accumulation of blast cells (early BM hematopoietic cells)
Acute leukemia is defined as:
1. > 20% blasts in blood or BM
2. cytogenetic or molecular genetic abnormalities (even if blasts are <20%)
T/F: Acute leukemias are aggressive diseases.
T: no treatment = death
What is immunotyping (in terms of AML/ALL)?
analysis of the pattern of antigen expression on surface of blast cells
What is FAB AML classification M0?
What are FAB AML classification M1 and M2?
M1: no maturation
M2: granulocytic maturation
What is FAB AML classification M3?
What is FAB AML classification M4?
granulocytic and monocytic maturation
What is FAB AML classification M5?
monoblastic or monocytic
What are FAB AML classification M6 and M7?
What is FAB ALL classification L1?
small, uniform blast cells with a high nucleus:cyto ratio
What is FAB ALL classification L2?
larger, heterogenous blast cells with a lower nucleus:cyto ratio
What is FAB ALL classification L3?
blasts with vacuoles and basophilic cytoplasm
What morphologic structure is diagnostic of AML?
What tests may be useful when trying to differentiate between ALL and AML?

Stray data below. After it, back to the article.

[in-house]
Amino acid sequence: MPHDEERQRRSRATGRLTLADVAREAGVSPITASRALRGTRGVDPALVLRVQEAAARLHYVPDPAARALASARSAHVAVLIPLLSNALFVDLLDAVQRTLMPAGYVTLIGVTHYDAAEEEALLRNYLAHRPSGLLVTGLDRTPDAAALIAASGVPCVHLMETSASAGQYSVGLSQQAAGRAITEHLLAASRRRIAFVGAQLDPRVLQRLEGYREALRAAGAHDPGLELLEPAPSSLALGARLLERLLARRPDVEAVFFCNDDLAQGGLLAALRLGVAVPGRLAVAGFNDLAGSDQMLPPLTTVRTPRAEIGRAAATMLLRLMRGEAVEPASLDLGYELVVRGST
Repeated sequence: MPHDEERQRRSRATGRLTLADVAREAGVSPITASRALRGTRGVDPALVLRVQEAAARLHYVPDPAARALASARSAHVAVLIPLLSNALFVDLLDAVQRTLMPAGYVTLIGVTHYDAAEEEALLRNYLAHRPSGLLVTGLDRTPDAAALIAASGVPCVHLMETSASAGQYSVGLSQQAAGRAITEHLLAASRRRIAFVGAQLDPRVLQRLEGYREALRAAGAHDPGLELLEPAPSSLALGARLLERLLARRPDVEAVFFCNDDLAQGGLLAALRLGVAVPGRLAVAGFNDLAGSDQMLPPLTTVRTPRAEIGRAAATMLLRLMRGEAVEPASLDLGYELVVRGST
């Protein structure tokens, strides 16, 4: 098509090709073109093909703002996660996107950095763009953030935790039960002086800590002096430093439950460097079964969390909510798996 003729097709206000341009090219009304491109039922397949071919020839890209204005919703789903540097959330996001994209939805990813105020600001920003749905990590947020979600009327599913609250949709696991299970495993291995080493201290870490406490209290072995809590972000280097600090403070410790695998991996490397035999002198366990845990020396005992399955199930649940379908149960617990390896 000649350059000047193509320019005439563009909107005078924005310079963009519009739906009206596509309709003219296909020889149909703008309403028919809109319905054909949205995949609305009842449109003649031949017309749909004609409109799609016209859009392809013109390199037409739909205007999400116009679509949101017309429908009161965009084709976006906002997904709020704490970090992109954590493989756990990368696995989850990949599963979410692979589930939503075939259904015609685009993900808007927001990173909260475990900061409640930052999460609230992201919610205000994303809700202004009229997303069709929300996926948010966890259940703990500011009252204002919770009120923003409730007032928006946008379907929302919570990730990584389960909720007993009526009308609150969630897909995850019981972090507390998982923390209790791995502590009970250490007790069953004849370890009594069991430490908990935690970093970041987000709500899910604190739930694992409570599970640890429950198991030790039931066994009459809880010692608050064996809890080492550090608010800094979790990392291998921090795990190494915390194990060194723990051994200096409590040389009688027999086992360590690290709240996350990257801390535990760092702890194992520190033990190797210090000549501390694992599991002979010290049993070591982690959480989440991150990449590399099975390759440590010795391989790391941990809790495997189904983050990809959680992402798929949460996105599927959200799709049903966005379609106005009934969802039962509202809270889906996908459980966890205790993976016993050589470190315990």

Immunological markers (flow cytometry)
4 myeloid antigens:
4 lymphoid antigens:
What is an example of a genetic translocation linked to acute promyelocytic leukemia?
How do ATRA and arsenic counter an oncoprotein (or fusion oncoprotein)?
--Oncoprotein (gene product) binds to DNA and activates self-renewal of leukemic stem cells
--ATRA/arsenic releases the co-repressors bound to the DNA ("deprogramming" leukemia self-renewal)
--Normal transcription can now occur, allowing cell to differentiate into a normal cell
What's the diagnosis?
elevated WBC and smear showing auer rods
How does determining the specific genetic defect associated with an acute leukemia improve patient's outcome?
useful in determining pronosis/treatment
What is remission induction therapy (AML)?
1 to 2 courses of intensive therapy to achieve a complete response (no detectable leukemia cells)
What is post-remission therapy (AML)?